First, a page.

Meeting the Innovation Challenge in a Green Future
By Mark Johnson
Companies that want to lead the way in cleantech could do worse than look to the example of Thomas Edison. The Wizard of Menlo Park didn't invent the light bulb; he invented an industry. He knew the light bulb by itself would have remained merely a curiosity. So, while inventors around the world worked only on the bulb, he conceived an entire network of generators, meters, transmission lines, and substations. Most important, he showed how all those elements could be combined into a profitable business and demonstrated its commercial viability in the carefully circumscribed market of Lower Manhattan. And he won favorable regulatory treatment to help make it possible.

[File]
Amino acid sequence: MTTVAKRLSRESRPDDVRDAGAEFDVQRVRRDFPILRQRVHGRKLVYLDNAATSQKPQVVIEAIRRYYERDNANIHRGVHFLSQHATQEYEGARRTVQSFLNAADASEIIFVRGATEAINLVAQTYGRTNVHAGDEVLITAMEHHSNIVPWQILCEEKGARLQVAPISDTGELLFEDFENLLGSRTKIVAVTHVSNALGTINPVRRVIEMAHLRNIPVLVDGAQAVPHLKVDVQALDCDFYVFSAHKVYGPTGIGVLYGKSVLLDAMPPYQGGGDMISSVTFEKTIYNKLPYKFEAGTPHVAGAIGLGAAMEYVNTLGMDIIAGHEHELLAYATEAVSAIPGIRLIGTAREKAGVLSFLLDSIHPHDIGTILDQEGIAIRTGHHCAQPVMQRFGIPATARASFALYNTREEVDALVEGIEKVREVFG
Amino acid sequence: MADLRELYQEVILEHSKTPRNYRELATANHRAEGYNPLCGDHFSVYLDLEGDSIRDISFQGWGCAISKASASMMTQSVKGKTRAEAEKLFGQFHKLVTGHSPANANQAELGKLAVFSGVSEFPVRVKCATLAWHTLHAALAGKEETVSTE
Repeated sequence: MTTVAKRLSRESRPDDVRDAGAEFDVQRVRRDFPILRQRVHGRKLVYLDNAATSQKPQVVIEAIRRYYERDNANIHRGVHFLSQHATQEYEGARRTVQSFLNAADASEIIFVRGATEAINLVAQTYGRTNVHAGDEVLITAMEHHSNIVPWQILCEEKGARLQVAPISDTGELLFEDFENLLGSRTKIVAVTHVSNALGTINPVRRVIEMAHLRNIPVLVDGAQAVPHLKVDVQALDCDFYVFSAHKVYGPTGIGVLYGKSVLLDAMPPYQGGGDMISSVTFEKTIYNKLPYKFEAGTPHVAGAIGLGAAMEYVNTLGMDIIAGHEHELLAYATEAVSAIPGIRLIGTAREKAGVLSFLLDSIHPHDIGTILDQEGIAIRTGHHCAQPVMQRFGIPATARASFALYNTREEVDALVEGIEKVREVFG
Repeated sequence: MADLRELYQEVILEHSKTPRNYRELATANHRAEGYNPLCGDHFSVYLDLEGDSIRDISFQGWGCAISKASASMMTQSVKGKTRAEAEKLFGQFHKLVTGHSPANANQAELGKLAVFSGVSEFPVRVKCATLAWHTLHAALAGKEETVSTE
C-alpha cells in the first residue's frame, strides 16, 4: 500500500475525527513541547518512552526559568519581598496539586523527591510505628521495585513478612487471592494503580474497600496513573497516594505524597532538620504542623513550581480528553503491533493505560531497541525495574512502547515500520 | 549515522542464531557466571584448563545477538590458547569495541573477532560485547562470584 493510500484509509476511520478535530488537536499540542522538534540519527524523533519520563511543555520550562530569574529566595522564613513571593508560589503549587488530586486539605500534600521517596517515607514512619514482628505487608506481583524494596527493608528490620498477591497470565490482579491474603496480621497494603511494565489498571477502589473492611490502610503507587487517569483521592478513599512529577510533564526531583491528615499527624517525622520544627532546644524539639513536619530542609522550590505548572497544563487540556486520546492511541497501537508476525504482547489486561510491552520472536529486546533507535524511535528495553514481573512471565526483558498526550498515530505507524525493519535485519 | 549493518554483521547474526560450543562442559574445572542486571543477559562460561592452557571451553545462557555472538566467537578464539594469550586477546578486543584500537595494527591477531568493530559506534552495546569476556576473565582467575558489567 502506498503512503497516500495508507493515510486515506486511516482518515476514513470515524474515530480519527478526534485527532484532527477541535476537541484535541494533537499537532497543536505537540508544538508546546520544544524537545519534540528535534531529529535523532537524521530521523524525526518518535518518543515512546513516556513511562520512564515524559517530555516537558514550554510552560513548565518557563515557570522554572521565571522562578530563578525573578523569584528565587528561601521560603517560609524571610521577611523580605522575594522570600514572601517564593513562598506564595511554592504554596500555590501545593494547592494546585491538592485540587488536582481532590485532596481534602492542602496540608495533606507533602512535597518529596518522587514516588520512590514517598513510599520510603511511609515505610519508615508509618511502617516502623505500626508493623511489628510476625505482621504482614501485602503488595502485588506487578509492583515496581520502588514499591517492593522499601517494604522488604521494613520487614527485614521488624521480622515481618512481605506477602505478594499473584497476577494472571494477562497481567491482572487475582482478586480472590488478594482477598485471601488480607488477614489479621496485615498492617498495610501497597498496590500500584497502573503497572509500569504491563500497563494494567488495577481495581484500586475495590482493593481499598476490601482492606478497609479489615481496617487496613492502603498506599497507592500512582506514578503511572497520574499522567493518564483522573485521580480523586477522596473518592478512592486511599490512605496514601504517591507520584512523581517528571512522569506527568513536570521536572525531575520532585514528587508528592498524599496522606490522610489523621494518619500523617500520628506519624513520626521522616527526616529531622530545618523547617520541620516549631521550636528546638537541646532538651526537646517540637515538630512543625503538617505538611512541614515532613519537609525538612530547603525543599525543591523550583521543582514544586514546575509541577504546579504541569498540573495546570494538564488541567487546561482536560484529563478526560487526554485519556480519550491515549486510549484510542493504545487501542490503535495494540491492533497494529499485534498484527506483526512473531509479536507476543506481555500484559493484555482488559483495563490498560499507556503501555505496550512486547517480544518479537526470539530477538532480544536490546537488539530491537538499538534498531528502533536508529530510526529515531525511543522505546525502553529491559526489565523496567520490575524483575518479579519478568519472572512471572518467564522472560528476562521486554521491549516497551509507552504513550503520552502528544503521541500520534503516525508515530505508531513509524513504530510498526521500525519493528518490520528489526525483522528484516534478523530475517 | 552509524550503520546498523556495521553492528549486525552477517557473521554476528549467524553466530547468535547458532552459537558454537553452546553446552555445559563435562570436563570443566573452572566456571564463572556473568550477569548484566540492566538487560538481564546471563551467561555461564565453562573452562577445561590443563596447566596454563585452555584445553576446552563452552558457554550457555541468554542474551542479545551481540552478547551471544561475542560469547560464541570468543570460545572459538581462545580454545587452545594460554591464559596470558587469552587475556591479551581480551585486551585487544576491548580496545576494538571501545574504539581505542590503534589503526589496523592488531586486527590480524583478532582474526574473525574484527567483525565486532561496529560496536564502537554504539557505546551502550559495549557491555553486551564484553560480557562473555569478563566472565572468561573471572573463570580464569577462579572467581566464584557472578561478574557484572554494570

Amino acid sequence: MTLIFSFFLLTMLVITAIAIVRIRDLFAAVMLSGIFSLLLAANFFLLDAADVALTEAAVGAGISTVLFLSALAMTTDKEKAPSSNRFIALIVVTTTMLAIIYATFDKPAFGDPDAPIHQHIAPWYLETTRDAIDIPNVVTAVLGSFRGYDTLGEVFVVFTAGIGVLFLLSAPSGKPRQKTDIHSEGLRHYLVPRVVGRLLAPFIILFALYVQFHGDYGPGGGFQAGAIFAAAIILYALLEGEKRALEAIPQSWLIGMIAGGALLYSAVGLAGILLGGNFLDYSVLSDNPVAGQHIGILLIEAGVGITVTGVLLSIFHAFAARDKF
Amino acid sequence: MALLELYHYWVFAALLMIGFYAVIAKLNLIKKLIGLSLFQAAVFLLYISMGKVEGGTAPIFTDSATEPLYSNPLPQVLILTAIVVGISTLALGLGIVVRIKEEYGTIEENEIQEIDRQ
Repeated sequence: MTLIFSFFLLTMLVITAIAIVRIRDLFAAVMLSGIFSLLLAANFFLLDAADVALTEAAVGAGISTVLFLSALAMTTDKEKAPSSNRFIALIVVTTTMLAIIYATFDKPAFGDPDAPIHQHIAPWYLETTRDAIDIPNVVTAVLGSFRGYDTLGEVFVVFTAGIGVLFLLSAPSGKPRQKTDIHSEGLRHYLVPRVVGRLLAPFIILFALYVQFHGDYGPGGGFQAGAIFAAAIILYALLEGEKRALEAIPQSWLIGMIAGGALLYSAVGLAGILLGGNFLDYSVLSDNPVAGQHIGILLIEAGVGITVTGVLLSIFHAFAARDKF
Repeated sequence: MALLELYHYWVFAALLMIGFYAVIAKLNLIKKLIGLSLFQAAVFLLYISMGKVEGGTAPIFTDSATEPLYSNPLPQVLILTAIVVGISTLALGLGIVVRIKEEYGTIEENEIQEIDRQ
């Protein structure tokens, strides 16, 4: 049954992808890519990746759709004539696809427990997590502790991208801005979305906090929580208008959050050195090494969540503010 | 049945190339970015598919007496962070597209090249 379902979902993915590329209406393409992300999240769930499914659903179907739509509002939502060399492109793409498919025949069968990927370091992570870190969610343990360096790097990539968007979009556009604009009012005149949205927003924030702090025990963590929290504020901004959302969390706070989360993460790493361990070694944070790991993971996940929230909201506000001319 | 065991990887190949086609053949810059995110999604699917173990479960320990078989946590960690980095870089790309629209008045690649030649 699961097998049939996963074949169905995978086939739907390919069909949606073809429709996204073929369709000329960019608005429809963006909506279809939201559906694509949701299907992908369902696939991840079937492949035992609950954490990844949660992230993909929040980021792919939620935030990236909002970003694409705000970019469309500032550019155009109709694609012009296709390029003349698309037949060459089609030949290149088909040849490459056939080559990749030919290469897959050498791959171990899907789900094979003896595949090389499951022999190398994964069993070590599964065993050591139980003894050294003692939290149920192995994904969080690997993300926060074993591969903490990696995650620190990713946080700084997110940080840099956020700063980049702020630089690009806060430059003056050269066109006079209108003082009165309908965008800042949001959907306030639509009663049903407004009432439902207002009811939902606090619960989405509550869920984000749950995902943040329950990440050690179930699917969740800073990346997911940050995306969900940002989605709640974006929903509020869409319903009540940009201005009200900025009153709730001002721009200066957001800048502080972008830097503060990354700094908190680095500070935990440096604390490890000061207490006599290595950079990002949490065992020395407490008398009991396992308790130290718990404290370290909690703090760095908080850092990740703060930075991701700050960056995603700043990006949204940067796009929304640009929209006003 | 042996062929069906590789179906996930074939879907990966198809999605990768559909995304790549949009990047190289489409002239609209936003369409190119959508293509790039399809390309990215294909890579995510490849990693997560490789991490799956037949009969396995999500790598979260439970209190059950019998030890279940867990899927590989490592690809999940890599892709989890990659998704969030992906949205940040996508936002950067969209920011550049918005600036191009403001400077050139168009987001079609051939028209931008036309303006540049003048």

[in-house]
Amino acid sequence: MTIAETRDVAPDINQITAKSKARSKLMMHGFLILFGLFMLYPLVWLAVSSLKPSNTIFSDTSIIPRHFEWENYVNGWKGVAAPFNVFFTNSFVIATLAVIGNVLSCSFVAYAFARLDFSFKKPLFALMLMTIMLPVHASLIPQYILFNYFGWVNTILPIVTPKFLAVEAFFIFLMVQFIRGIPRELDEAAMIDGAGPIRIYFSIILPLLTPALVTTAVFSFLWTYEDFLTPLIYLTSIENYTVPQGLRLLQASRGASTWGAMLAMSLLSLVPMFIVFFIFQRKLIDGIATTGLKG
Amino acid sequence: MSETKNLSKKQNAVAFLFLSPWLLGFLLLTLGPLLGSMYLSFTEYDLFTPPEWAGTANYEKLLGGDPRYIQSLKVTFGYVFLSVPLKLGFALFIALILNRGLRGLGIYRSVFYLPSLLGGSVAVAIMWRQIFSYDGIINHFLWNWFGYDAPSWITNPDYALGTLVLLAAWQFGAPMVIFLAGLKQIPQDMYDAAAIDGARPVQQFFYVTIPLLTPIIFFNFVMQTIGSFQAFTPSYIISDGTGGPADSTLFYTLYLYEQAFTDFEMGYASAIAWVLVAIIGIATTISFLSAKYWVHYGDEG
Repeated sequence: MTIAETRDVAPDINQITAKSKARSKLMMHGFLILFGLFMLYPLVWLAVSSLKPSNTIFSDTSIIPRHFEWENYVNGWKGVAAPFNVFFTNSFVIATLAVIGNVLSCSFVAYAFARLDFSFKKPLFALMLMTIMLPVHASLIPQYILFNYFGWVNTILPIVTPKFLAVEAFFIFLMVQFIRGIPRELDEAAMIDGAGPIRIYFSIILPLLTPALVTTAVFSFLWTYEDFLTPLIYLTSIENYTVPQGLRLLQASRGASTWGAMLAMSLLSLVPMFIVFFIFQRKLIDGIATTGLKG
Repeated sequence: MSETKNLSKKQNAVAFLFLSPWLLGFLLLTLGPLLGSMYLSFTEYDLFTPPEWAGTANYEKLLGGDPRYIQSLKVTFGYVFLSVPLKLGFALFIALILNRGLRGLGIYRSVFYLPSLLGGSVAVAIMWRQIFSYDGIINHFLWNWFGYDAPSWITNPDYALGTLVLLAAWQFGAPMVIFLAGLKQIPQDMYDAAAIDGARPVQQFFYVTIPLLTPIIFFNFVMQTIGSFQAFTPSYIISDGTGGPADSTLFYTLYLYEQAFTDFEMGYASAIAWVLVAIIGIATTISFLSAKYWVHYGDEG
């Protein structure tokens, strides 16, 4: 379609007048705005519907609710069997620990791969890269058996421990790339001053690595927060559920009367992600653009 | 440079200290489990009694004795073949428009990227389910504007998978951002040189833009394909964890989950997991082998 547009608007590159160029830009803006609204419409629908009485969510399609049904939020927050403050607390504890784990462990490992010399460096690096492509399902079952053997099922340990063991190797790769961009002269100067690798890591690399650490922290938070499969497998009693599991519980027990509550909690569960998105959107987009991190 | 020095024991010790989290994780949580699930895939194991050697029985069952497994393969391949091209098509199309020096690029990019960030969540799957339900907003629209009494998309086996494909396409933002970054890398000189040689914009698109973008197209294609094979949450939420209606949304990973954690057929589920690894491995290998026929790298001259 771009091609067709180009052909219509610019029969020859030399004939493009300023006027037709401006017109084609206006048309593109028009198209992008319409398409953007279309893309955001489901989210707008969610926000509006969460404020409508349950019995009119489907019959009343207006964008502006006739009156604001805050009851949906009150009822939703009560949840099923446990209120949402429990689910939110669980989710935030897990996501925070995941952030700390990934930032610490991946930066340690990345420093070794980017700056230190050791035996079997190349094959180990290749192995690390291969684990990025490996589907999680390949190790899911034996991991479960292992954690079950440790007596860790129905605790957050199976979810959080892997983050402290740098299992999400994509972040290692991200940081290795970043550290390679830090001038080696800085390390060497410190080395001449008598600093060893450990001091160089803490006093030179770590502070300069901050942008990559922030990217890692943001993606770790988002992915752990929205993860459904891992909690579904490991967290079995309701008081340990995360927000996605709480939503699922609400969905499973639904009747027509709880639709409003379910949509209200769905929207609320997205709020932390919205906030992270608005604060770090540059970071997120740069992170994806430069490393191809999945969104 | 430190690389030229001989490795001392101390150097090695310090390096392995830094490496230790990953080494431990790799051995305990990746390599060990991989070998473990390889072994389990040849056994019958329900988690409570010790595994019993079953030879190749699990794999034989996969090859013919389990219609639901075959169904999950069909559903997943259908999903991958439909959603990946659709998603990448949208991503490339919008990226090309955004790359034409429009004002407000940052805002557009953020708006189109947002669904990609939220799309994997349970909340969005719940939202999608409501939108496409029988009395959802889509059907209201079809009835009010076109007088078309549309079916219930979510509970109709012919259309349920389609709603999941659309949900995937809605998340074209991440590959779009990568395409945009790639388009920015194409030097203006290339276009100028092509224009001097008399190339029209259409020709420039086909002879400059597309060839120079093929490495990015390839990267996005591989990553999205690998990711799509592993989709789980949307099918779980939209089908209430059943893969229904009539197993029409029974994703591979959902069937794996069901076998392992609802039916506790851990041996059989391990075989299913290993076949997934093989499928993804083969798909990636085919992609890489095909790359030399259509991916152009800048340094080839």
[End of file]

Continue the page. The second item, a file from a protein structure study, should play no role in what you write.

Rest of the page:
In many ways, going green today is like going electric was a century ago: The challenge isn't just to invent technologies; it's to create an entirely new industry. For cleantech startups as well as established companies, Edison's approach is a blueprint for industry creation, with its four interdependent components: an enabling technology, an innovative business model, a careful market-adoption strategy, and favorable government policy. By coordinating all four elements, companies can effectively test the viability of their cleantech concepts in the right context, with sufficient scale and minimum investment.
One company that is following that path today is Better Place, with its comprehensive approach to creating a mass market for electric cars. Electric vehicles have been around for more than a century, but until Better Place's founder, Shai Agassi, came along, nobody had figured out how to bring about their mass adoption.